Keeping Whanganui's historic paddle steamer the Waimarie shipshape doesn't come cheap and the five-yearly survey of the boat will cost the Riverboat Restoration and Navigation Trust $170,000.
The trust has raised $100,000 but needs the remaining $70,000 before June 30 and, if the survey is not done by then, the Waimarie will not be allowed back on the water.
The trust has lodged applications with other funders but this week asked Whanganui District Council for a one-off grant of $70,000 if it can't raise the money other ways.
This week, the council unanimously agreed to the request.
Trust member Richard Sheppard told Tuesday's council meeting that the floods last June had left the survey plans "in tatters".
The trust had looked at other options, such as cranes, but those costs were exorbitant, so it now plans to slip the Waimarie near Kowhai Park.
"Whether the council decides to cover that $70,000 really comes down to how much the council and community value the Waimarie," Mr Sheppard said.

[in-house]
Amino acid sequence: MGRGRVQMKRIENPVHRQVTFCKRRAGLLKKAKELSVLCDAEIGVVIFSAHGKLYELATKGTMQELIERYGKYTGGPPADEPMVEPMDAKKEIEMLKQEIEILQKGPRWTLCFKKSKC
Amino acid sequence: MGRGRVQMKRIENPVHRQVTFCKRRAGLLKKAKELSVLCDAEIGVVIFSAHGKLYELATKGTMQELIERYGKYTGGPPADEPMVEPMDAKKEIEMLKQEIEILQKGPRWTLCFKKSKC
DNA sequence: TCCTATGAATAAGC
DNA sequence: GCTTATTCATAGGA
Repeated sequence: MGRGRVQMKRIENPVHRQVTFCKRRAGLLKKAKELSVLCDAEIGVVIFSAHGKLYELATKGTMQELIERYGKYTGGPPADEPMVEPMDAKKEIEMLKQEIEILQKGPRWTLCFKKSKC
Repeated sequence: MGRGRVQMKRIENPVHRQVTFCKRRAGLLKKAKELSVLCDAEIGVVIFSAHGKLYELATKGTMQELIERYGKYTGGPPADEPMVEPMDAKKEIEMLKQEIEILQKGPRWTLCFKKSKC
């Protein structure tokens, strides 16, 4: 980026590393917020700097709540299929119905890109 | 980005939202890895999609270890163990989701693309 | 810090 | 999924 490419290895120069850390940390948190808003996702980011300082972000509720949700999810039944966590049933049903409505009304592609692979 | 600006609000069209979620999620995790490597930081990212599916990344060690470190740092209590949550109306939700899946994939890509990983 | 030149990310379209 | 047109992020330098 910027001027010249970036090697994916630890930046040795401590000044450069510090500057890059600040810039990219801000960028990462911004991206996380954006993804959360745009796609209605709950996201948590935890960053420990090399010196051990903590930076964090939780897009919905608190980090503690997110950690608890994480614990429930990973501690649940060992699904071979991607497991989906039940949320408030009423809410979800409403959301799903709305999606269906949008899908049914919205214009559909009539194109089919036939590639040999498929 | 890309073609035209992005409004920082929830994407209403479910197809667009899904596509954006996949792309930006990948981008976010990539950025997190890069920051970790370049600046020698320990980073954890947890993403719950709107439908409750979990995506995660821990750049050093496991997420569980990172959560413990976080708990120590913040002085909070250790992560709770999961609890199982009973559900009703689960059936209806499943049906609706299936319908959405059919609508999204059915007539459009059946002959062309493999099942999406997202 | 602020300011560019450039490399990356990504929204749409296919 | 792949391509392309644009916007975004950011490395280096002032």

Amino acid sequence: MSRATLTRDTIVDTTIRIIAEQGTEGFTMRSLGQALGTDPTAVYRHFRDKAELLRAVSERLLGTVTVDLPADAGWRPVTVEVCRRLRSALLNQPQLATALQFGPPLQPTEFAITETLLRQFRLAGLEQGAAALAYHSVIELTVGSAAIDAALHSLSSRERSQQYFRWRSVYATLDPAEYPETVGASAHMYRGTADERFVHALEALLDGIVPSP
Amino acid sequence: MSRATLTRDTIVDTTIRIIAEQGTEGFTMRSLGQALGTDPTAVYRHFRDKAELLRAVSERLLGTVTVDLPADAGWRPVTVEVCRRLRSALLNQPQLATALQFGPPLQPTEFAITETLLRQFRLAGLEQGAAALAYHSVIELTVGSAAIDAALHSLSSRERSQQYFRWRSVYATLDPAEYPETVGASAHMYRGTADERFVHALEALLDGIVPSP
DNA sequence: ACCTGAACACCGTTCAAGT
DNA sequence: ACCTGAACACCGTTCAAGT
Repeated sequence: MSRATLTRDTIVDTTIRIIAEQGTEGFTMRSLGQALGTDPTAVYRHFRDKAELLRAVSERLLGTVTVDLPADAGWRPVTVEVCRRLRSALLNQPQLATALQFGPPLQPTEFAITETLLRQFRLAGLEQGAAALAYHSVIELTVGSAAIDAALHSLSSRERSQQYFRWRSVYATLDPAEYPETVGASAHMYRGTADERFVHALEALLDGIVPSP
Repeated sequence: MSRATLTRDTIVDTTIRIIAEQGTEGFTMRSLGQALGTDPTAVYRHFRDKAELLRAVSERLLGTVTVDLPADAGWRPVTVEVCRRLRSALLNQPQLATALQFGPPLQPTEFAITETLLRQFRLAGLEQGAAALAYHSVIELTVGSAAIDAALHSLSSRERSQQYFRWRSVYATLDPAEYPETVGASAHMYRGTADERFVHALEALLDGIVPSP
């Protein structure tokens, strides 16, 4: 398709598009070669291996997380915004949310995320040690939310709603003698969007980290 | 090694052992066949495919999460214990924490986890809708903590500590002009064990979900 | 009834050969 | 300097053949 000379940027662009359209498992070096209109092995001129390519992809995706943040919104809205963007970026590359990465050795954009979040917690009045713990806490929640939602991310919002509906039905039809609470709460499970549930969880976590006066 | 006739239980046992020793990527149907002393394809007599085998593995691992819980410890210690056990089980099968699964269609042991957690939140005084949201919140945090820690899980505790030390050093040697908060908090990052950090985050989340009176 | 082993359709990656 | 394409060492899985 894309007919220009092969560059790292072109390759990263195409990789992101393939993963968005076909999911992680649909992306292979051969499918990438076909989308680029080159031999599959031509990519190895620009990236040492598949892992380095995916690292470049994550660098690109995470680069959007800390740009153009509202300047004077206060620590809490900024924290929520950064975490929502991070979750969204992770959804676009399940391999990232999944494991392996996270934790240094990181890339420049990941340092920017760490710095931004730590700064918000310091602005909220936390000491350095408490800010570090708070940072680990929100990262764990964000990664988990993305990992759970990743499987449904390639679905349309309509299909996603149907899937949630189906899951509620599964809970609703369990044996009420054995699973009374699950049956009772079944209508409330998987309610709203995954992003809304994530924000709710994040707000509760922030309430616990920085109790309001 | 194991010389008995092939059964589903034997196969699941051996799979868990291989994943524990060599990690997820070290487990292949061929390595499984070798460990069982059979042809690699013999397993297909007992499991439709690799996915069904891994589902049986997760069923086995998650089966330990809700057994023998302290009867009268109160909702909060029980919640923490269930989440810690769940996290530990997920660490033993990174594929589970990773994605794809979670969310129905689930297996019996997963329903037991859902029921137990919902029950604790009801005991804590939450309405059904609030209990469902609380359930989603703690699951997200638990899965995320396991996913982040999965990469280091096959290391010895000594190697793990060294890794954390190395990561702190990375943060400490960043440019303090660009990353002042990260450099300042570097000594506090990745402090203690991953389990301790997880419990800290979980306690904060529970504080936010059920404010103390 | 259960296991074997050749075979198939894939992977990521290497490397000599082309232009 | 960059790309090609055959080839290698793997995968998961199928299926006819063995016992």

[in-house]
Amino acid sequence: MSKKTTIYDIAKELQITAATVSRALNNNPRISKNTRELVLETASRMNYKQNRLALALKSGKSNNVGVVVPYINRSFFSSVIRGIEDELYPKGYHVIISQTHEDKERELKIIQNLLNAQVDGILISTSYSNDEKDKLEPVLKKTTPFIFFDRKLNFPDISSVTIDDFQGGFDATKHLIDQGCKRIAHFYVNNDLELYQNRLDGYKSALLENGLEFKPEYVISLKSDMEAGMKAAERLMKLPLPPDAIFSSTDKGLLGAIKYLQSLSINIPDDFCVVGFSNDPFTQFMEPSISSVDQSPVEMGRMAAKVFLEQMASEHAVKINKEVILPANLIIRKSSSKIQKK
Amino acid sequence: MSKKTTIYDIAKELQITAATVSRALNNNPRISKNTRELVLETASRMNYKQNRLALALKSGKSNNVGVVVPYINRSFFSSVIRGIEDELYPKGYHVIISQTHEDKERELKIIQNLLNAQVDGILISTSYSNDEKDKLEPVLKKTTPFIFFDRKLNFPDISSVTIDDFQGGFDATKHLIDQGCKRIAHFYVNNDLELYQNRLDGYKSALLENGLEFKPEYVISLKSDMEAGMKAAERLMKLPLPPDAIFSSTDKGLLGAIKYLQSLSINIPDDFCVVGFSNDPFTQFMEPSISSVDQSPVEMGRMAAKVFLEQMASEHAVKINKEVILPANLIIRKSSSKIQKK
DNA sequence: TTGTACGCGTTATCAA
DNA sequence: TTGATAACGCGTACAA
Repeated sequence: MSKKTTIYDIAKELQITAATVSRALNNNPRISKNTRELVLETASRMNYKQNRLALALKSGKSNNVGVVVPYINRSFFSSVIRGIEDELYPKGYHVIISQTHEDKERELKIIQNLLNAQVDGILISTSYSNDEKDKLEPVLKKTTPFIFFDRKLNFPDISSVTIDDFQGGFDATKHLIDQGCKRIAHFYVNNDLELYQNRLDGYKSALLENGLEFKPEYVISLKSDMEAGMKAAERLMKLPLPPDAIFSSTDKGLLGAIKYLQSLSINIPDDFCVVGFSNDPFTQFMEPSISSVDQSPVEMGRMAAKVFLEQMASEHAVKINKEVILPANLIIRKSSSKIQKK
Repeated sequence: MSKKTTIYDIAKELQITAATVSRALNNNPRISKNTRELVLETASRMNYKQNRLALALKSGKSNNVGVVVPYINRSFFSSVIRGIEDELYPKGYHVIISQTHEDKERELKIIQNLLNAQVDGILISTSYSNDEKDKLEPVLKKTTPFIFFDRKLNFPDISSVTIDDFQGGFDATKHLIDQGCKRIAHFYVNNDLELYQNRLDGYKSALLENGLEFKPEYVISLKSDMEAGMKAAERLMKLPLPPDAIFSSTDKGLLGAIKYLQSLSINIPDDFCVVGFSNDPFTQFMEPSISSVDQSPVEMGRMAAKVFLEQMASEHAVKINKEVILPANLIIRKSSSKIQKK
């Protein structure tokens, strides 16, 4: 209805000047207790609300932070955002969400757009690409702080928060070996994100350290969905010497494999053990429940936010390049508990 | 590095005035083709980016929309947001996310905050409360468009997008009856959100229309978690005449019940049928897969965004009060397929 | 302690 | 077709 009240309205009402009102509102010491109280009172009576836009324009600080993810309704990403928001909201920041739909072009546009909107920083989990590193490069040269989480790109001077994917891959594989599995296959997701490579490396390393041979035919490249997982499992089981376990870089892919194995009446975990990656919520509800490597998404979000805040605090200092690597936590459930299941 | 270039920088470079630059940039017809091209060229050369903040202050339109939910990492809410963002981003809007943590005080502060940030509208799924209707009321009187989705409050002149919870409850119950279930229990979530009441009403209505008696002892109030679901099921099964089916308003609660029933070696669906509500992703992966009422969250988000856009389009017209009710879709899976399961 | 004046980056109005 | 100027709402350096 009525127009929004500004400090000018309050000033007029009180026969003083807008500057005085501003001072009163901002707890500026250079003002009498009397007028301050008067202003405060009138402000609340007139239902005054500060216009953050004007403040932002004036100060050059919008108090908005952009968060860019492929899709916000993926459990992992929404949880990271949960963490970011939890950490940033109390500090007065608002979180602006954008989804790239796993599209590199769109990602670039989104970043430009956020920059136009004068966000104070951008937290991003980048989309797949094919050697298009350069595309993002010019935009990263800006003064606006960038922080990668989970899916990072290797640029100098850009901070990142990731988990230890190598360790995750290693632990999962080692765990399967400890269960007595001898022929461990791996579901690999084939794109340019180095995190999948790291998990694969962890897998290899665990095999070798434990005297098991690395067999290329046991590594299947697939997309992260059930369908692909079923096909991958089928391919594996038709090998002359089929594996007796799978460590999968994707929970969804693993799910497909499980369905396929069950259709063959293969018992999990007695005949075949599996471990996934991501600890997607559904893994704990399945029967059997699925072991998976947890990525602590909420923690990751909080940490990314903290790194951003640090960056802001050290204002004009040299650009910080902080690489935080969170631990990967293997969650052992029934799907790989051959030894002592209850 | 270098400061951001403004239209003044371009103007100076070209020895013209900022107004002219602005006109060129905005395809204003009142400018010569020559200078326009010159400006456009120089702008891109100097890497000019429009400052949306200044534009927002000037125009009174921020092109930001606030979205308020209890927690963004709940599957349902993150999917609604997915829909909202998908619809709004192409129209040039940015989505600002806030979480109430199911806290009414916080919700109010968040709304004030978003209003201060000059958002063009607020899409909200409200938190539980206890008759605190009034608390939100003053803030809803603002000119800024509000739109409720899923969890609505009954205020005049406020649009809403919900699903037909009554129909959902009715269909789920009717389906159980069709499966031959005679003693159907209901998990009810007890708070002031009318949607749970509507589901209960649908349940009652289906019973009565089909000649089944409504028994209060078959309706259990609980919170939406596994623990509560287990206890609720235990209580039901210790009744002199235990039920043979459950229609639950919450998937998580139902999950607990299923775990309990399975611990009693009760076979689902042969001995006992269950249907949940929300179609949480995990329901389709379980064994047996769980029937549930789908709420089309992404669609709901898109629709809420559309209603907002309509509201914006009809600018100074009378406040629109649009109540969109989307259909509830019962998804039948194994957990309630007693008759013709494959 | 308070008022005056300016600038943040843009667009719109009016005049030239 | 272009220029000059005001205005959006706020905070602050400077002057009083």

Use of the paddle steamer continues to grow. From October last year to March, more than 4900 passengers sailed on the boat.
Of those, 64 per cent were visitors from around New Zealand and 19 per cent from overseas.
Mayor Annette Main said it would be "crazy" for the council to give up on what had become an icon for the city, and especially considering the financial commitment the council had put into the project over the years.
Councillor Rob Vinsen said the importance of the Waimarie was the way the vessel helped promote Whanganui to national and international visitors.
The council also agreed to increase its annual grant (2016-17) to the Waimarie Operating Trust by $20,000 to $60,000.